Scott: I appreciate it. I grew up in a family that was involved in the real estate development business. It’s not a career you’d necessarily, figure out the early years of, learning that you want to go do. It’s an obscure, career choice. I grew up around, it had a background in it, got out of high school and worked in the construction trades for a few years, for about three years, which, taught me about construction and also informed me, I didn’t want to be doing physical labor for the rest of my life. And at 18 years old, I came across a series of books about real estate investment that you’d say; ‘Hey’ the guy grew up in a family of real estate developers. He must know all about it.
And that’s, not correct because I saw what I saw my family and I went to see projects, but that didn’t teach me how to do deals and be an entrepreneur. And so this book sort of opened up, it was one of those classic fifties books, invest in real estate on the weekends and make a million bucks. But what those books showed me was how to, how deal-making was done, How to buy low and sell high. It sounds ridiculously obvious, but, when you think about it, you go, well, how do you make money? Do you need to make money? And I was very fortunate at 18, 19 years old, I worked in the trades. I figured out I was not going to produce the financial ambitions that I had for myself working in construction grade.
We worked with a lot of construction people, good folks, salt of the earth, very valuable, but it wasn’t going to be my career choice. In fact, I’ll tell a funny story. So I’m working on one of these apartment projects. So my construction career started in apartment buildings, building new construction and nothing related to my family, but the developer of the project role that and nice car, wearing the suit and tie, pointing, bossing people around. I go awe, I know who that dude is. I didn’t know him personally, but I know that guy.
Abel: I know who that guy is.
Scott: It was an epiphany for I go that’s what I want to do.
Abel: That’s the guy.
Scott: That’s, I wanted to be that guy. And so that was pretty informative, really, that set the path for me for the next, several years of, getting a college degree and working professionally for major development, nationally recognized development companies and then ended up in 2000, leaving my professional career to start Urban Pacific. And now that will be 21 years in March operating this company.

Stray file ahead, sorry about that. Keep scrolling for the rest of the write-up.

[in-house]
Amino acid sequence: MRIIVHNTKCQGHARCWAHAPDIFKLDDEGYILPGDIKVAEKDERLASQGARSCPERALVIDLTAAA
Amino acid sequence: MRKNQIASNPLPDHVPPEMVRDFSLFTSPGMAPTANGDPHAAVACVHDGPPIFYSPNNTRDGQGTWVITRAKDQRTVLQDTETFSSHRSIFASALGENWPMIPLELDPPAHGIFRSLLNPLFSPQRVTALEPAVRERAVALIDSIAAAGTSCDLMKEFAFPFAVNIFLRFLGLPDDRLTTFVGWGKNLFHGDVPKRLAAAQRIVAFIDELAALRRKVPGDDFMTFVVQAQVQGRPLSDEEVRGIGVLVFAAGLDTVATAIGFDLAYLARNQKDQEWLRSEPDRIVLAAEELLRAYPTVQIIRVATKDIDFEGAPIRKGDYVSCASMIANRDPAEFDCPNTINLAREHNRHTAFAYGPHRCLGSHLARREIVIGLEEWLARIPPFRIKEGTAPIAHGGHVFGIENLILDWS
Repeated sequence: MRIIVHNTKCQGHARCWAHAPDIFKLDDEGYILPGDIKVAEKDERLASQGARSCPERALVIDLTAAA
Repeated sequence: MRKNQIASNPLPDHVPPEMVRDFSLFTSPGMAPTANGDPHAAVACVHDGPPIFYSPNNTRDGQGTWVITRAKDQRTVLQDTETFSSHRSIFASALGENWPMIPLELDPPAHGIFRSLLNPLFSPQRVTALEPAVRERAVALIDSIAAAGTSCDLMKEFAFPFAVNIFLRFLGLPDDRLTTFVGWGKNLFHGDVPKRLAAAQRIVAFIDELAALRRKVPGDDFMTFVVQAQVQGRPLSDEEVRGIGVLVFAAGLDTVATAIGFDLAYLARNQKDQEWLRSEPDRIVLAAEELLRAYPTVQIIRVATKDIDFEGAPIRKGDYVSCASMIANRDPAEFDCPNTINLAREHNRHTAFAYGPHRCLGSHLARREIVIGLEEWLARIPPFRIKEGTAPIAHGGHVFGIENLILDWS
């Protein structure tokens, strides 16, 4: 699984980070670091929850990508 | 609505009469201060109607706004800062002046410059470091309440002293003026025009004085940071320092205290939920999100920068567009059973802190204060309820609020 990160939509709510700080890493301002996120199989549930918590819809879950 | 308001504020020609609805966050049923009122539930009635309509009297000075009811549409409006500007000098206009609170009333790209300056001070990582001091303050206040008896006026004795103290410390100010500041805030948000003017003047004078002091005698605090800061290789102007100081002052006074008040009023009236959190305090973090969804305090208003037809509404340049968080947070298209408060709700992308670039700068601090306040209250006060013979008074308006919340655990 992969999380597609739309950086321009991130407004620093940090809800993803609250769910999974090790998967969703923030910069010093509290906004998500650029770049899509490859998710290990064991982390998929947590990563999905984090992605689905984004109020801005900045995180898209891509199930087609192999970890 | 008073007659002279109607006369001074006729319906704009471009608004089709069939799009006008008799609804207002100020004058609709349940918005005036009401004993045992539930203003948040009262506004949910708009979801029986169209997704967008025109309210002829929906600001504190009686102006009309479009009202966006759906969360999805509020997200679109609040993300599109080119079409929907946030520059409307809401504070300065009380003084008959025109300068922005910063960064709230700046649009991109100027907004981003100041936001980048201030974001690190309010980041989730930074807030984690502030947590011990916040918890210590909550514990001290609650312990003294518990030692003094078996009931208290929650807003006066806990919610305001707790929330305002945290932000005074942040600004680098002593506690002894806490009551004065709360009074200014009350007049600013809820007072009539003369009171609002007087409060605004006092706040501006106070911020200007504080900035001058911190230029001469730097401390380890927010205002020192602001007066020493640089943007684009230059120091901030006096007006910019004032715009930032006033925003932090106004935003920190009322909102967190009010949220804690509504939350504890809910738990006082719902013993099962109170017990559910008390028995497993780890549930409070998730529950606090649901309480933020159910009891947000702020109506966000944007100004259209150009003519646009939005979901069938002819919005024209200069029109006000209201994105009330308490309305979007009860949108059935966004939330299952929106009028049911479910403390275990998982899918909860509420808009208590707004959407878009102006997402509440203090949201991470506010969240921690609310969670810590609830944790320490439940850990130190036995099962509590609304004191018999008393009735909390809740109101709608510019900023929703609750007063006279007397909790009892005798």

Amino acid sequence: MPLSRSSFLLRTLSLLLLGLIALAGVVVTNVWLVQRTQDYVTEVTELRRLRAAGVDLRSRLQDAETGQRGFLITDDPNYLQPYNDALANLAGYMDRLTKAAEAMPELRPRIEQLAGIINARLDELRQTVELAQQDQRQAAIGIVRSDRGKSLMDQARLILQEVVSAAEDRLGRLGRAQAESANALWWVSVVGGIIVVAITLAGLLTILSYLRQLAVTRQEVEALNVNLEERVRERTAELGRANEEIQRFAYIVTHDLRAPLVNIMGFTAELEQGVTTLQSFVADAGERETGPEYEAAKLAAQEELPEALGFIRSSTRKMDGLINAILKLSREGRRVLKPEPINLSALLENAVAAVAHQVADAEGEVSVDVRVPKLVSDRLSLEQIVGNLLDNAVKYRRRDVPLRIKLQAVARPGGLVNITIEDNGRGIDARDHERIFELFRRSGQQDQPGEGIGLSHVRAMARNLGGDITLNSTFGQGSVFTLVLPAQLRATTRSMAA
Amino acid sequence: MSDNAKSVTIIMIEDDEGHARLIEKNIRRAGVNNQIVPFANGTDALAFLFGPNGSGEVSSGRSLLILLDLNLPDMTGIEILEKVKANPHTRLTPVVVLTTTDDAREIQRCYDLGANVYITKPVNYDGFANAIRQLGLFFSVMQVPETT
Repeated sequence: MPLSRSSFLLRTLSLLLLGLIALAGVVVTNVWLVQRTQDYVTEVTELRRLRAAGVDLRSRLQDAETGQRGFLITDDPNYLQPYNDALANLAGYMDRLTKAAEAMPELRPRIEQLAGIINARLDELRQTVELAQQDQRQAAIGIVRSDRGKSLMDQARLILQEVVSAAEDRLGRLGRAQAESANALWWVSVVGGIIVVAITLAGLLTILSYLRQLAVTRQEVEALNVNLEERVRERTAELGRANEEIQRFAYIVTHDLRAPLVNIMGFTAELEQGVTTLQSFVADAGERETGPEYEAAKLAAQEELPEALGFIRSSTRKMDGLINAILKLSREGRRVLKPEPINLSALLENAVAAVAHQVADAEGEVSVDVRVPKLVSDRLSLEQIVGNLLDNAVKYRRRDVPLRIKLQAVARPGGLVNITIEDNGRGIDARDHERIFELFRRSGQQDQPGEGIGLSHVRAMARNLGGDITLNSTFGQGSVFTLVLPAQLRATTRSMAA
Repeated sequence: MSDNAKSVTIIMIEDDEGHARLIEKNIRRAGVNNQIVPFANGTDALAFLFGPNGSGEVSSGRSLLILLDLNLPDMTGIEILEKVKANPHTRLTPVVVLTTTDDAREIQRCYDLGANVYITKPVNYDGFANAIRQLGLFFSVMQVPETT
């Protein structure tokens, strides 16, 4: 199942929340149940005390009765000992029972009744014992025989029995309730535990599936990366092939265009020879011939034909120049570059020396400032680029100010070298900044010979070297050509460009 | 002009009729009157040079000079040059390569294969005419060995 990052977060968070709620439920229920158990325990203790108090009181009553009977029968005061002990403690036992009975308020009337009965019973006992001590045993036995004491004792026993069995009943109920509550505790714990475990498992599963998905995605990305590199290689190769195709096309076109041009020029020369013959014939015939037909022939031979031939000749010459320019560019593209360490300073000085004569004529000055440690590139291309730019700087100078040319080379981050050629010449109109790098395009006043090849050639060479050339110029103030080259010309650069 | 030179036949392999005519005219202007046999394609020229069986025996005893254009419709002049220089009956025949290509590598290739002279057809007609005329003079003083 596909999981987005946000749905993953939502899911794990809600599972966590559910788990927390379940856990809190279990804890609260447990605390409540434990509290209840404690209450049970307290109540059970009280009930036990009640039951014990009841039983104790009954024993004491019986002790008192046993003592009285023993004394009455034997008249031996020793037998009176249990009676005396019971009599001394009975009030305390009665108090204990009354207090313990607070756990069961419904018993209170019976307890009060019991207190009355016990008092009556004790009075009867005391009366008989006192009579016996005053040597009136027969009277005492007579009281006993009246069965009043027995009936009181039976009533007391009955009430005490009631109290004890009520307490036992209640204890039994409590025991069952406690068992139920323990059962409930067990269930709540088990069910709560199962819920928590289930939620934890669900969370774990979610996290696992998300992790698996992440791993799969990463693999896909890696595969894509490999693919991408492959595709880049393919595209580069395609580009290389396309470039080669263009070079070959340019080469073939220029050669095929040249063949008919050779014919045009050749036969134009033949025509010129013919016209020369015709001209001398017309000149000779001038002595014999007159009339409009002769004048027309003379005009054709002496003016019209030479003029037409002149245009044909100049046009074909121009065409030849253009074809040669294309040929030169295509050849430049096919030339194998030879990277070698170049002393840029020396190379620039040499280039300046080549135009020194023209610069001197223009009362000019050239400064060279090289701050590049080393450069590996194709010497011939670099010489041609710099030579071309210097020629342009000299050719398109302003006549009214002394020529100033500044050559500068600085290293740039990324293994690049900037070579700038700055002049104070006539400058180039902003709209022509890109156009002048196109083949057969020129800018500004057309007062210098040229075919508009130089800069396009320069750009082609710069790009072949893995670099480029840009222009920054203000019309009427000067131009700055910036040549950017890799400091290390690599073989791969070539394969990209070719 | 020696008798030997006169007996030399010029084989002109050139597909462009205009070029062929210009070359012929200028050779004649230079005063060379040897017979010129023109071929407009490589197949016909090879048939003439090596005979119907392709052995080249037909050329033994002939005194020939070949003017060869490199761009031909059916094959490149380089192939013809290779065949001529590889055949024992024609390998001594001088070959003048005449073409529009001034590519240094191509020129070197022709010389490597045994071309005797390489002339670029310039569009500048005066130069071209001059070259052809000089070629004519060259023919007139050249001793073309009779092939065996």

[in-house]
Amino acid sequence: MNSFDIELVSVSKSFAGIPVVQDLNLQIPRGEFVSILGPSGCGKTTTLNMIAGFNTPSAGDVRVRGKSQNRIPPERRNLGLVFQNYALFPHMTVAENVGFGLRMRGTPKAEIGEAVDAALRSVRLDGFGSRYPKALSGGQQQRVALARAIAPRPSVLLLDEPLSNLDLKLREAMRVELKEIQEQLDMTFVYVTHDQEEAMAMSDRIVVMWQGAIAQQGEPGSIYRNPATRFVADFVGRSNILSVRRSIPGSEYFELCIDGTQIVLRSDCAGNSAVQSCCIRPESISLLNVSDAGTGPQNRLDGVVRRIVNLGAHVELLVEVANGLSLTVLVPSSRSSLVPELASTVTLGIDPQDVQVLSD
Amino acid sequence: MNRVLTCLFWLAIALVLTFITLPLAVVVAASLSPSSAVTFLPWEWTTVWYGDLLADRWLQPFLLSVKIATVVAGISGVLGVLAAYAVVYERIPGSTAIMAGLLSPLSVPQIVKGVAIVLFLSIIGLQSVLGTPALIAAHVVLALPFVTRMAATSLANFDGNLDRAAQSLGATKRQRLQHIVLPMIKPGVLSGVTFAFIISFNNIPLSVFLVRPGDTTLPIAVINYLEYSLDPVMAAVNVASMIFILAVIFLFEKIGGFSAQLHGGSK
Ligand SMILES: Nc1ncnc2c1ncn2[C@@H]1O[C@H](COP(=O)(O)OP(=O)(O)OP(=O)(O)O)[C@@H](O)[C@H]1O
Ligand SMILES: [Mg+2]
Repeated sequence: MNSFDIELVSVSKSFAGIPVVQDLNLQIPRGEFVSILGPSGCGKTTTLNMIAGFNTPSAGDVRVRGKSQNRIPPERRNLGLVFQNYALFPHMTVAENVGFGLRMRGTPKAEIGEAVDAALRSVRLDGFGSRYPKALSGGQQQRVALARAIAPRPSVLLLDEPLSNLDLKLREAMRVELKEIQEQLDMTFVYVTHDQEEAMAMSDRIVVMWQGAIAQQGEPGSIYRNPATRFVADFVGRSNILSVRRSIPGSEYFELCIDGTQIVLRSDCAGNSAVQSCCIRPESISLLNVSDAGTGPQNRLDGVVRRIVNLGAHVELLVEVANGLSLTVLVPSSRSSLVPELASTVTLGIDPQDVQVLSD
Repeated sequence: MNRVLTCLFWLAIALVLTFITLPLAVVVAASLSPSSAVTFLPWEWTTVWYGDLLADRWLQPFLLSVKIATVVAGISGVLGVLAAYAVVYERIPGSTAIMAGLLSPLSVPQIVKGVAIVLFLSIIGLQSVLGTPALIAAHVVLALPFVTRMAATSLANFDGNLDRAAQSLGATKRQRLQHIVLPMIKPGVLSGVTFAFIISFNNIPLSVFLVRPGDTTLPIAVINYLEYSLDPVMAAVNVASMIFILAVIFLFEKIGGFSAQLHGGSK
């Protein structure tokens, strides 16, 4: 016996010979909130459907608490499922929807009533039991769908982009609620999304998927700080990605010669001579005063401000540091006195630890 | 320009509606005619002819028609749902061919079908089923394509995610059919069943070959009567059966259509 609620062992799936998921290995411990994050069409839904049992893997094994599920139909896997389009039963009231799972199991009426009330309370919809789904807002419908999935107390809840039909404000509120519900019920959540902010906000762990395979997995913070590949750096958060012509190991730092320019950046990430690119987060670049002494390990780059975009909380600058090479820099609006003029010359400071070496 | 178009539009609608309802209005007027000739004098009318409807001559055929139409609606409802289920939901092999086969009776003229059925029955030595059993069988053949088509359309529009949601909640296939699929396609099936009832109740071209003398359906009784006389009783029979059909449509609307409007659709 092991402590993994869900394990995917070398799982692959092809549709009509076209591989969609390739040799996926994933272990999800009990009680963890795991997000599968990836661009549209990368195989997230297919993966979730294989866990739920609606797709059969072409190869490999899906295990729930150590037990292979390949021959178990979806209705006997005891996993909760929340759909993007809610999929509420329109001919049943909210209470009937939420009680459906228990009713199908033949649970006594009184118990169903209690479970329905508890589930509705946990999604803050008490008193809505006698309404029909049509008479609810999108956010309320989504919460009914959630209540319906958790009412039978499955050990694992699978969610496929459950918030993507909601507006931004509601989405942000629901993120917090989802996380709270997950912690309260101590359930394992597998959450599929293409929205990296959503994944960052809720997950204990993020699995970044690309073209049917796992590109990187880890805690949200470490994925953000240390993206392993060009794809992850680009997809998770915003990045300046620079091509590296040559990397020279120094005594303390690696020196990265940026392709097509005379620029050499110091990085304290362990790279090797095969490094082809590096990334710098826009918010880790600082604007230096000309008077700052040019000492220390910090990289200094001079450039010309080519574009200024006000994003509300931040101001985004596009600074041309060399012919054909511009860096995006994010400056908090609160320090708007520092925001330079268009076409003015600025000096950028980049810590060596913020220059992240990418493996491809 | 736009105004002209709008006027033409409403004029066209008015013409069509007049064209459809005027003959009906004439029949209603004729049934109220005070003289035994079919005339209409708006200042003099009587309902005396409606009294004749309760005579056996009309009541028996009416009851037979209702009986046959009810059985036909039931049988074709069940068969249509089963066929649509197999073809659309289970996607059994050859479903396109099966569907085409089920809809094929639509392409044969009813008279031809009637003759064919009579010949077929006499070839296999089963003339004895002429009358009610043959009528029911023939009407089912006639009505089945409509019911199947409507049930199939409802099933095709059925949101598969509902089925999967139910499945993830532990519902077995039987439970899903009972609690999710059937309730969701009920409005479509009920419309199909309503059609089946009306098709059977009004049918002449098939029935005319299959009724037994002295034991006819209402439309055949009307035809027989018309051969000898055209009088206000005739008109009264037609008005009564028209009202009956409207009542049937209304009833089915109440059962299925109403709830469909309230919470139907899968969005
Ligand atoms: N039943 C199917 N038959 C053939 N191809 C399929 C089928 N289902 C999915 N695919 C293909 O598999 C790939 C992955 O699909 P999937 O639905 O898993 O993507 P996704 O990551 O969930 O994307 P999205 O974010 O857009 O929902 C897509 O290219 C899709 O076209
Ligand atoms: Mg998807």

Abel: That’s awesome. And the rest is the history, my friend, the rest is history.
Scott: A lot of worse stories in there that I’m, I’m going to ignore for the moment.
Abel: That is awesome. And if you want to hear more about Scott’s background, Scott’s done a ton of podcast interviews, 60 something, so you can just hit the old Google machine and, dig into a little bit more about how he got here, but that’s just a tremendous swallow, I think so many of us, we don’t really know what we’re getting into when we say I want to be that guy. I want to own these apartment buildings. I want to be the commercial real estate investor. You don’t really know until you’re actually doing it. And for 20 years now you got an idea.
Scott: We’ve figured out a few things made, as I put it. We’ve deposited it, a fair amount in the bank account of experience, but it’s all good. We’re loving. I frankly wouldn’t choose anything else. Well, it’s the most challenging career I know of…because developers have to do so many different things, politics, construction, financing, design, markets, economics, I’m a person who’s relatively restless. Switching, going from talking to a council member to talking to the bank, to raising capital, to designing buildings and figuring out that economic cycle, frankly, I wouldn’t choose it any other way.
Abel: And that’s awesome. I love it. I love your description of it. That’s so amazing. I would have to say I’m an, I’m going to opt-in. I want to do the same. I’m younger in that, in that career of my ten years cycle as you. I hope to look back on it 20 years from now and say, that was amazing. And, that’s, that’s awesome, man. I would describe myself as a second-generation real estate investor as well. And my dad did nothing like what we’re doing, now he had one rental property and he was a, he was an investor and I’m the second-gen. And that’s awesome. So you have kids?